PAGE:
Object-oriented programming (OOP) is a design pattern that structures software development around objects, rather than functions and logic. A data unit containing distinct properties and behavior is referred to as an object.
The object-oriented programming (OOP) approach focuses mostly on objects that developers wish to handle rather than the logic necessary to do so. This programming approach is ideal for big, sophisticated, and frequently maintained applications. This includes software for design and production, but also extends to mobile applications.
Get hands-on with OOPs Foundations. Learn how to apply OOPs concepts in real-world scenarios.
Structure of object-oriented programming
The structure of object-oriented programming is divided into multiple building blocks as follows:
A class is a flexible program-code template for constructing objects in object-oriented programming, containing initial values for state (member variables) and behavior implementations (member functions or methods).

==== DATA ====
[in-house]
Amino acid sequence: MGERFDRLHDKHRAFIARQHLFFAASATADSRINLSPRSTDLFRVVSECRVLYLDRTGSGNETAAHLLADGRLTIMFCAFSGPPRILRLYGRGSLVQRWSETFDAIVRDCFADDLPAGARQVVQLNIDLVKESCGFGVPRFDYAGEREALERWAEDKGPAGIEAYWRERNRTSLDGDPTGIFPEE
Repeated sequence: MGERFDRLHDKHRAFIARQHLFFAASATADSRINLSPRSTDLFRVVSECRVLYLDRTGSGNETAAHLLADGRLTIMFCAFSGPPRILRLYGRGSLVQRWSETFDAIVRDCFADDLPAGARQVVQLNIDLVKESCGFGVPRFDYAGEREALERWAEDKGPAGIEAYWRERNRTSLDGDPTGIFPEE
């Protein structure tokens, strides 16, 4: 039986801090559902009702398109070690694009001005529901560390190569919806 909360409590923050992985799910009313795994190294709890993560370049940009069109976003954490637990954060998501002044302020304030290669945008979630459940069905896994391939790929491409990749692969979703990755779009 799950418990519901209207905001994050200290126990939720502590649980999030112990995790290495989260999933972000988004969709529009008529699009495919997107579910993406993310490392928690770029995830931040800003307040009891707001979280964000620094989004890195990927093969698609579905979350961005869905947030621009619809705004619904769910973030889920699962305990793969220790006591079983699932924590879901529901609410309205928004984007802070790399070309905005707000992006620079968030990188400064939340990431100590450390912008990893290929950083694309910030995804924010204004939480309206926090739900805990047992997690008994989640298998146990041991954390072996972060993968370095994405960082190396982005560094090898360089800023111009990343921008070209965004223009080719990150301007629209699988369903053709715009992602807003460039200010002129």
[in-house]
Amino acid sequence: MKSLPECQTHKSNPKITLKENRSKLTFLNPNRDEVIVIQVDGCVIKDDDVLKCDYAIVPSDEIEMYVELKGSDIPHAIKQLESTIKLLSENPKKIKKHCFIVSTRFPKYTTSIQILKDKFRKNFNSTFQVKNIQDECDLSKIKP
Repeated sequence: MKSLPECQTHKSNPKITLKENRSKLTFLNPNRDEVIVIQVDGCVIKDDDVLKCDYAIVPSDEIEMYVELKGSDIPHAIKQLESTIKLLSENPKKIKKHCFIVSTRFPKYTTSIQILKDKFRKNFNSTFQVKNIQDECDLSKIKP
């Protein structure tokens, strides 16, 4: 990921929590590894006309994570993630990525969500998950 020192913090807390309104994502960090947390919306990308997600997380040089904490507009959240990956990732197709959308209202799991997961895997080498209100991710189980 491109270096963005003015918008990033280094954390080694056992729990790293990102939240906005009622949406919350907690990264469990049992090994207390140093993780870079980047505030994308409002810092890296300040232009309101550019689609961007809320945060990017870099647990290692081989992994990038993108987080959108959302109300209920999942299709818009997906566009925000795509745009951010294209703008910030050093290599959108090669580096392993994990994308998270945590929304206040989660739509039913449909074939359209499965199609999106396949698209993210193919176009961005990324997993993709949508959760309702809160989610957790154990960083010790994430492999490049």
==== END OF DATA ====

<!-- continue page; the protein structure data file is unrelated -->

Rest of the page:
Consider a real-world analogy of the same: A "Person" can be considered as a real-life example of a class that contains certain properties including name, age, and gender. A "Person" can thus be considered as a template from which different unique individuals can be created/derived.
An object is an instance of a class. It is a software "packet" that consists of a set of variables that define the object's possible states and a set of functions that define the object's behavior. Software objects are frequently used to model real-world items seen in daily life.